UFOs and Aliens

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The I want to believe poster from the X-Files

It’s 12:47 A.M., on a Monday. I’m typing while watching an episode of Unsealed: Alien Files. The narrator has the gritty timbre and lower register of John B. Wells, a voice many would recognize from his weekend shifts on Coast to Coast AM. I glance at the TV; he’s talking over some old footage of Nixon and a bunch of transition shots of “classified” documents. It’s all supposed to be background to my writing, but sometimes you just have to let the late night cable current take you adrift.

I can only guess at how many of these shows and specials I’ve seen / heard, over the years: hundreds, perhaps thousands, even. Being a science fiction geek, extraterrestrial life has always captivated me. Often I’ll sit out on a starry night, staring at those pinholes of light, and wonder if someone else out there is looking toward me—thinking the same thoughts.

But I know I’m not alone in my quest and needn’t look further than my home province—which features an official UFO landing pad and a Star Trek museum. I think most of us, from the cynical rationalist to the crazy conspiracy theorist, start off with that same spark of desire to know the unknown. And although it fades for many, over time, a mysterious light in the night sky rarely fails to rekindle it.

When it comes to believing, I suck. I don’t want to believe; I want, nay, need to know. This doesn’t mean I require scientific proof, though. I’m too impatient for that. If I were born in another time, I would have been a Greek philosopher, maybe Zeno or Democritus. Probably not Aristotle, though; there is a limit with what I’m comfortable deducing.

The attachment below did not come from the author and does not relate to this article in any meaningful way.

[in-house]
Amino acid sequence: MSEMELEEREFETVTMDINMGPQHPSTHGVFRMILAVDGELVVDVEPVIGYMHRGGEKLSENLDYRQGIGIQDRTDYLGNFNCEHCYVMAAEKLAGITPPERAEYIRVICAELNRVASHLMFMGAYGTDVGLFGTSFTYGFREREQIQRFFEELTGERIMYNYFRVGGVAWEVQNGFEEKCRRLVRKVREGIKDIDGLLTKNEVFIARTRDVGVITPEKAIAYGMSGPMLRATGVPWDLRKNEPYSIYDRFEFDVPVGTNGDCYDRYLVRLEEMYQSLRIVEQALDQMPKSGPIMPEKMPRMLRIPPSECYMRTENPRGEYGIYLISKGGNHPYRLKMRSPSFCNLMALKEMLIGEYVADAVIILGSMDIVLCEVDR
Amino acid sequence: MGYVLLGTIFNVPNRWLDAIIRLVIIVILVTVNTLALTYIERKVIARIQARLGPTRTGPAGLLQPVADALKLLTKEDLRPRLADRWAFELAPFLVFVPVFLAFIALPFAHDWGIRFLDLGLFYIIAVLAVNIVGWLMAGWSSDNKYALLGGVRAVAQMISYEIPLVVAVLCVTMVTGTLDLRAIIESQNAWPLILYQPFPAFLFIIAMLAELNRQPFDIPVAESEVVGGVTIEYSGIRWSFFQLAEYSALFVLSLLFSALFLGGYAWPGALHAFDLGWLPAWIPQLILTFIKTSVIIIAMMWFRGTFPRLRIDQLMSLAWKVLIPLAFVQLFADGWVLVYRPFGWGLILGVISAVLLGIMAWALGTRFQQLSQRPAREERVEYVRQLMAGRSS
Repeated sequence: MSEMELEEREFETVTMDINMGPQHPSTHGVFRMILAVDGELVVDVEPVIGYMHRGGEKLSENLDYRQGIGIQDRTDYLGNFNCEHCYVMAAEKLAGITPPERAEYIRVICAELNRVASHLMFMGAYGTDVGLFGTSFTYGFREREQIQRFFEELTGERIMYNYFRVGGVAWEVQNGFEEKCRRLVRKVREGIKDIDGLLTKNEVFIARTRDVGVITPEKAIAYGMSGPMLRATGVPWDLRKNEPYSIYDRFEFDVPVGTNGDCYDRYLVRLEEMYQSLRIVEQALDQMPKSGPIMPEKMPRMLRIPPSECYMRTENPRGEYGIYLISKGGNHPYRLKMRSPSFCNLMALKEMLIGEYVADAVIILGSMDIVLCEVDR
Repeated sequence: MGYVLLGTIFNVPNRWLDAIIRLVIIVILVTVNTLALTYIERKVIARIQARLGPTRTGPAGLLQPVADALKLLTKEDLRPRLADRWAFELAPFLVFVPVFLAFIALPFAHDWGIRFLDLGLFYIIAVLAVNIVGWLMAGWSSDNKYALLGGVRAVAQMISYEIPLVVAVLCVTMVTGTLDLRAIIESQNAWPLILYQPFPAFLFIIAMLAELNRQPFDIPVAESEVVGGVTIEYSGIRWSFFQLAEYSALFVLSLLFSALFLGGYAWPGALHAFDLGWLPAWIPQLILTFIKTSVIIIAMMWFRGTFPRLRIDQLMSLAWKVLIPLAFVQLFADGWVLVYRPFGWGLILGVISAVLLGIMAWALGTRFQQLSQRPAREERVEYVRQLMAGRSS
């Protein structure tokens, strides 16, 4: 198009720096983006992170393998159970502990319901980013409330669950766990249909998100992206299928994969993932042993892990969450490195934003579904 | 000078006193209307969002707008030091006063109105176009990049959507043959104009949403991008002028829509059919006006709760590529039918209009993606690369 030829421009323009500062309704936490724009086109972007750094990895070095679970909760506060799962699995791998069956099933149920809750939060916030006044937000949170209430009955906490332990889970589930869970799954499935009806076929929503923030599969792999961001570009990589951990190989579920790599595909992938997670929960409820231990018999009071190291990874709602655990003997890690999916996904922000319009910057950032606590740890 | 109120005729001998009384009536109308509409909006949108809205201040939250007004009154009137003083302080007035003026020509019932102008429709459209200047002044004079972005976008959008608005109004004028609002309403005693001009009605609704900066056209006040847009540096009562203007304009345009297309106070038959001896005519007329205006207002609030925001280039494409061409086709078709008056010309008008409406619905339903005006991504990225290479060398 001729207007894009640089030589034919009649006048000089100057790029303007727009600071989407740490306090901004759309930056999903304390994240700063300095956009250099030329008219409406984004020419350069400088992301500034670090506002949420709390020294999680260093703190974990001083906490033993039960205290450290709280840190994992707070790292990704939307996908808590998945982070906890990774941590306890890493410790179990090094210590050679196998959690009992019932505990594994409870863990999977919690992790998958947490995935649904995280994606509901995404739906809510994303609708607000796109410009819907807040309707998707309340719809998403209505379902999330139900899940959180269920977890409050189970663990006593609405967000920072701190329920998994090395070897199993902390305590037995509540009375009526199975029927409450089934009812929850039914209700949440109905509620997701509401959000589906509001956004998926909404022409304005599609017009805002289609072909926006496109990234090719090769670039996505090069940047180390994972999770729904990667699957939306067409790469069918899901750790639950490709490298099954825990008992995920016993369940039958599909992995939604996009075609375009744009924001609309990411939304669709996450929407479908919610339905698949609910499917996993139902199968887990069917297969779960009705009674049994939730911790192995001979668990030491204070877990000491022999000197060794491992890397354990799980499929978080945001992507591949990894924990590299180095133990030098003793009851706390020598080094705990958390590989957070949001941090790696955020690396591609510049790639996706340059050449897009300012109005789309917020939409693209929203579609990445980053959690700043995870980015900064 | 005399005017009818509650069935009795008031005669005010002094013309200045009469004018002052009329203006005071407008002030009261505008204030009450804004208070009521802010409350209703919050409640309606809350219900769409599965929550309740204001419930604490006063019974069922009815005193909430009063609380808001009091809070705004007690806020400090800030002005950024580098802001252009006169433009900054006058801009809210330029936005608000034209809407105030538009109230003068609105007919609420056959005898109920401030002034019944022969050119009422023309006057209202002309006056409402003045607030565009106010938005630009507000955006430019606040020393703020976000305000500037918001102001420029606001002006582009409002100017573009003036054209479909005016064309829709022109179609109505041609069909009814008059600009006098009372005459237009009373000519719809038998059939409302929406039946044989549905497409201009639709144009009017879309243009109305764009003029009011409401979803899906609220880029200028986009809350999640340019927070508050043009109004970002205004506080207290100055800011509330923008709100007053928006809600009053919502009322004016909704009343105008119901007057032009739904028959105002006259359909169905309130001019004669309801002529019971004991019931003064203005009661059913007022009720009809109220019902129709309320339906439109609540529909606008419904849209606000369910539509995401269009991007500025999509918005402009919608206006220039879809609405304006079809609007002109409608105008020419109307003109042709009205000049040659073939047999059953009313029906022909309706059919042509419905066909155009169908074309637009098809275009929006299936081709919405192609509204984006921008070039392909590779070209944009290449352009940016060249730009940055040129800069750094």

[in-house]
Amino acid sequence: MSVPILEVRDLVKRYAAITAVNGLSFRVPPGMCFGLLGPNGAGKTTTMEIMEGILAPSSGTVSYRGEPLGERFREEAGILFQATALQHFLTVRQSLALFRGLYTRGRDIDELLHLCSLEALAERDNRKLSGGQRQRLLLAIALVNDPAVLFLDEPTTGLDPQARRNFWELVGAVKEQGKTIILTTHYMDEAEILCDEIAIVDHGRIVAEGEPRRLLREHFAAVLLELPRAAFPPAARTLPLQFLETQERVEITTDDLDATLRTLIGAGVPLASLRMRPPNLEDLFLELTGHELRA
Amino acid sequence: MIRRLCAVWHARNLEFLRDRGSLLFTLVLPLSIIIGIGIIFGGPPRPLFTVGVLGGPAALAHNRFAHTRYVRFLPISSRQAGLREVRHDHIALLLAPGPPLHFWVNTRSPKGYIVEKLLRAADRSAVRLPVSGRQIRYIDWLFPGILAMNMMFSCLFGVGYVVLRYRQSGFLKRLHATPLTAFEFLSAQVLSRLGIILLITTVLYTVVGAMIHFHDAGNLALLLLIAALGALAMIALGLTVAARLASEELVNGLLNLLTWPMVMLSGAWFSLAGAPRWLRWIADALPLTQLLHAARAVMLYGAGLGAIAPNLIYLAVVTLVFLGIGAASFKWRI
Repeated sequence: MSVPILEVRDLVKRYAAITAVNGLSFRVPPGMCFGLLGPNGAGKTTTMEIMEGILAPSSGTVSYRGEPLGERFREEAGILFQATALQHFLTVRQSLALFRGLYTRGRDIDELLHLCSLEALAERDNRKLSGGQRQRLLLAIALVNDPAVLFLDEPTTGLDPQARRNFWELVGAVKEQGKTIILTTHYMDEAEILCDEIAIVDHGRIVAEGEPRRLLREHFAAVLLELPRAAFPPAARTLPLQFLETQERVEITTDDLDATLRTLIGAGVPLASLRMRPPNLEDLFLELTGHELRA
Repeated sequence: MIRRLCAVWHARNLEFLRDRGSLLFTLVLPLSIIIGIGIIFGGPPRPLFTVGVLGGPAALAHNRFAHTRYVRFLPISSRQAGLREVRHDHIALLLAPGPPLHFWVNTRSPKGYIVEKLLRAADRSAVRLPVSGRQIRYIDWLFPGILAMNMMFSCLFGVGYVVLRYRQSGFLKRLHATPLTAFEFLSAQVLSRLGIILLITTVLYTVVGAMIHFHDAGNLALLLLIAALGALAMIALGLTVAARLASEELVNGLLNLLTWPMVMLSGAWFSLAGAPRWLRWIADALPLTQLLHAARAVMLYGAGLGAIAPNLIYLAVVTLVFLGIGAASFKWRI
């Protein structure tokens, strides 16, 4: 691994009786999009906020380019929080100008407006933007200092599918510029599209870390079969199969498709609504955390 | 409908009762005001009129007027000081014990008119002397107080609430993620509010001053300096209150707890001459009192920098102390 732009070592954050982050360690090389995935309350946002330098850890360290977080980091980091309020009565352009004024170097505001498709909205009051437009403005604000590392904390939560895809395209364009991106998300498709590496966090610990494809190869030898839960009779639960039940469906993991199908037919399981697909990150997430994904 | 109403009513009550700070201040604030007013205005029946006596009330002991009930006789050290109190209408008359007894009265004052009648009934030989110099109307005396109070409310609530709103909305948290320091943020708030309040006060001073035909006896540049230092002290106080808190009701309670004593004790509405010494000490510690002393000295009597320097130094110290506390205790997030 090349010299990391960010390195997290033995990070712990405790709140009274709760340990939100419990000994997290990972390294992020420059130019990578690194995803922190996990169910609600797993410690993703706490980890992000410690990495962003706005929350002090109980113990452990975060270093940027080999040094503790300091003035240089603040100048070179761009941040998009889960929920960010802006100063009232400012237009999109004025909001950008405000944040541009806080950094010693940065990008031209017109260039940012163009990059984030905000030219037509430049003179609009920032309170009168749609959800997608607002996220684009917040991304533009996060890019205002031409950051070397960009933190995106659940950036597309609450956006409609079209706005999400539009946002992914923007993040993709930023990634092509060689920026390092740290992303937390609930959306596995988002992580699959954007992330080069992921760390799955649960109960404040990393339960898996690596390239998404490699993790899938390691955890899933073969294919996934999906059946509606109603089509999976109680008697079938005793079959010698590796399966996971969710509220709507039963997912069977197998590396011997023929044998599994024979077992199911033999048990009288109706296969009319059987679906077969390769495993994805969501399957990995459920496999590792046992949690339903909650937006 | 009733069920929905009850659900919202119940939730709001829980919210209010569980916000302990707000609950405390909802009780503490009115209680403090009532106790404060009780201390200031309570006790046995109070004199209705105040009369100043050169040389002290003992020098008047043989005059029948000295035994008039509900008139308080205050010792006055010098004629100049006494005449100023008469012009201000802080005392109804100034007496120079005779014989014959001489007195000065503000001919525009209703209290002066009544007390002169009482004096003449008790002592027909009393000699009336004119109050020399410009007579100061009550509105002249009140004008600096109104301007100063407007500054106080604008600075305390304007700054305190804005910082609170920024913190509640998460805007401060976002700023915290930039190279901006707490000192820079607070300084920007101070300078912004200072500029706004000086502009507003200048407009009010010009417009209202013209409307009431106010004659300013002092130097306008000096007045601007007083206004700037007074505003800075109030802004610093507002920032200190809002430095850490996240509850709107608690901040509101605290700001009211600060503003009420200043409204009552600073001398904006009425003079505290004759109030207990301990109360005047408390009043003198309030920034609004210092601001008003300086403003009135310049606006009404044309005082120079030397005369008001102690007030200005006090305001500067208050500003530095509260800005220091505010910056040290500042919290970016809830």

Click to listen to my track, Happy UFO Land

Paranormal investigators will often claim to be completely convinced of whatever their particular elusive obsession happens to be. But what is it like to be truly convinced of something? Do you sit at home throwing objects up in the air to continually document evidence of gravity? They also claim their desire to continuously investigate has to do with providing evidence for others, including the scientific community.

But someone, maybe Einstein, once said the definition of insanity is doing the same thing over and over again while expecting a different result. Then again, the guys over at Cern ended up getting that different result after doing the same thing about a thousand trillion times. So maybe after a thousand trillion investigations, we’ll finally get good evidence of something. But I think that number would come down a bit if their methods were actually scientific.

If we are being visited by alien beings, they either are following something like Star Trek’s Prime Directive, or they don’t care about joining the public. I don’t blame them. As a fellow Earthling, most days I don’t want to join the public, either.

Really, I’m on nobody’s particular side when it comes to this. Sure, I’ll point out Chinese floating lanterns, reflections, balloons, and LED kites, but I won’t force a rational Mouse Trap (board game) type explanation, irrationally, or limit otherworldly technologies to our current limitations and theories. And I’ll never be one of those people who’ll argue for life being a rarity in the universe to go on to contradict it by stating the Earth wouldn’t be a worthwhile destination to visit. Let me tell you something, once you’ve been to one gas giant, you’ve been to them all.

I guess what I’m saying is, extraordinary claims don’t really require extraordinary evidence; they just require good, scientific evidence. The same kind that proved the Earth wasn’t flat and F = MA. Good evidence will stand up to all scrutiny and doesn’t need any gimmicks or sensationalism to compel. Are we being watched by aliens? Maybe. More importantly, should we be embarrassed? Most definitely.

 

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